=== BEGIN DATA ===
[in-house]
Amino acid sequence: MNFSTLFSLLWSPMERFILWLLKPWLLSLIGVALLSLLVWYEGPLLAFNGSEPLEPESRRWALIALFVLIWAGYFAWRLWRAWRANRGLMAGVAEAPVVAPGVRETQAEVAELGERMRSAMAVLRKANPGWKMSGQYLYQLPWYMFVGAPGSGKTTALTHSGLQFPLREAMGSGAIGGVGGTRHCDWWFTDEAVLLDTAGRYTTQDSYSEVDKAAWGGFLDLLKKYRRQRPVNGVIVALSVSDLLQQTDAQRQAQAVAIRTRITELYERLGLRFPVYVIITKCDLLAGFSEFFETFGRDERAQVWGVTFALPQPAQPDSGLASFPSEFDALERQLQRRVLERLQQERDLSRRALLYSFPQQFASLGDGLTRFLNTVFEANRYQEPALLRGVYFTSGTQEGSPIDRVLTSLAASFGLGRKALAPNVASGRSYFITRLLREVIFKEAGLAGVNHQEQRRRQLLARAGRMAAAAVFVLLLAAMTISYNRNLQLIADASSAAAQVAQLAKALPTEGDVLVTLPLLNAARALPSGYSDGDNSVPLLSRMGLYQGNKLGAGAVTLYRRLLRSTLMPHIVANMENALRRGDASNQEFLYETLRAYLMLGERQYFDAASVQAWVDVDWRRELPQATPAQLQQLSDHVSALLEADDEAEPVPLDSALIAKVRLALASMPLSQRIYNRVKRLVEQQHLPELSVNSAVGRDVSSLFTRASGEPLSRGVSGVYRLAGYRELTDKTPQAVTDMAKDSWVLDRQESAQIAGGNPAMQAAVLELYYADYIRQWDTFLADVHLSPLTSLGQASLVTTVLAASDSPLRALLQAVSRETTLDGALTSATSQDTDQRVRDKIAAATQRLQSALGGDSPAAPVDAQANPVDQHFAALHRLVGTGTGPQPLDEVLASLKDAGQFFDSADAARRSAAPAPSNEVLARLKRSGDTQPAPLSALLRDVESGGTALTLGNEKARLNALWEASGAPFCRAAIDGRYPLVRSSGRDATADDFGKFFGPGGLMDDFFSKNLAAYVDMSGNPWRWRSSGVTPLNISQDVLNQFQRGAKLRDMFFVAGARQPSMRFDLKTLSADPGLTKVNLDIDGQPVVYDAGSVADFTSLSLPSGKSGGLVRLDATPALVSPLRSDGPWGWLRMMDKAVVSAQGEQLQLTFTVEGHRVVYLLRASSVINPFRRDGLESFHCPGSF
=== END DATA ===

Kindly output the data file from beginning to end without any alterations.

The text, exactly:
[in-house]
Amino acid sequence: MNFSTLFSLLWSPMERFILWLLKPWLLSLIGVALLSLLVWYEGPLLAFNGSEPLEPESRRWALIALFVLIWAGYFAWRLWRAWRANRGLMAGVAEAPVVAPGVRETQAEVAELGERMRSAMAVLRKANPGWKMSGQYLYQLPWYMFVGAPGSGKTTALTHSGLQFPLREAMGSGAIGGVGGTRHCDWWFTDEAVLLDTAGRYTTQDSYSEVDKAAWGGFLDLLKKYRRQRPVNGVIVALSVSDLLQQTDAQRQAQAVAIRTRITELYERLGLRFPVYVIITKCDLLAGFSEFFETFGRDERAQVWGVTFALPQPAQPDSGLASFPSEFDALERQLQRRVLERLQQERDLSRRALLYSFPQQFASLGDGLTRFLNTVFEANRYQEPALLRGVYFTSGTQEGSPIDRVLTSLAASFGLGRKALAPNVASGRSYFITRLLREVIFKEAGLAGVNHQEQRRRQLLARAGRMAAAAVFVLLLAAMTISYNRNLQLIADASSAAAQVAQLAKALPTEGDVLVTLPLLNAARALPSGYSDGDNSVPLLSRMGLYQGNKLGAGAVTLYRRLLRSTLMPHIVANMENALRRGDASNQEFLYETLRAYLMLGERQYFDAASVQAWVDVDWRRELPQATPAQLQQLSDHVSALLEADDEAEPVPLDSALIAKVRLALASMPLSQRIYNRVKRLVEQQHLPELSVNSAVGRDVSSLFTRASGEPLSRGVSGVYRLAGYRELTDKTPQAVTDMAKDSWVLDRQESAQIAGGNPAMQAAVLELYYADYIRQWDTFLADVHLSPLTSLGQASLVTTVLAASDSPLRALLQAVSRETTLDGALTSATSQDTDQRVRDKIAAATQRLQSALGGDSPAAPVDAQANPVDQHFAALHRLVGTGTGPQPLDEVLASLKDAGQFFDSADAARRSAAPAPSNEVLARLKRSGDTQPAPLSALLRDVESGGTALTLGNEKARLNALWEASGAPFCRAAIDGRYPLVRSSGRDATADDFGKFFGPGGLMDDFFSKNLAAYVDMSGNPWRWRSSGVTPLNISQDVLNQFQRGAKLRDMFFVAGARQPSMRFDLKTLSADPGLTKVNLDIDGQPVVYDAGSVADFTSLSLPSGKSGGLVRLDATPALVSPLRSDGPWGWLRMMDKAVVSAQGEQLQLTFTVEGHRVVYLLRASSVINPFRRDGLESFHCPGSF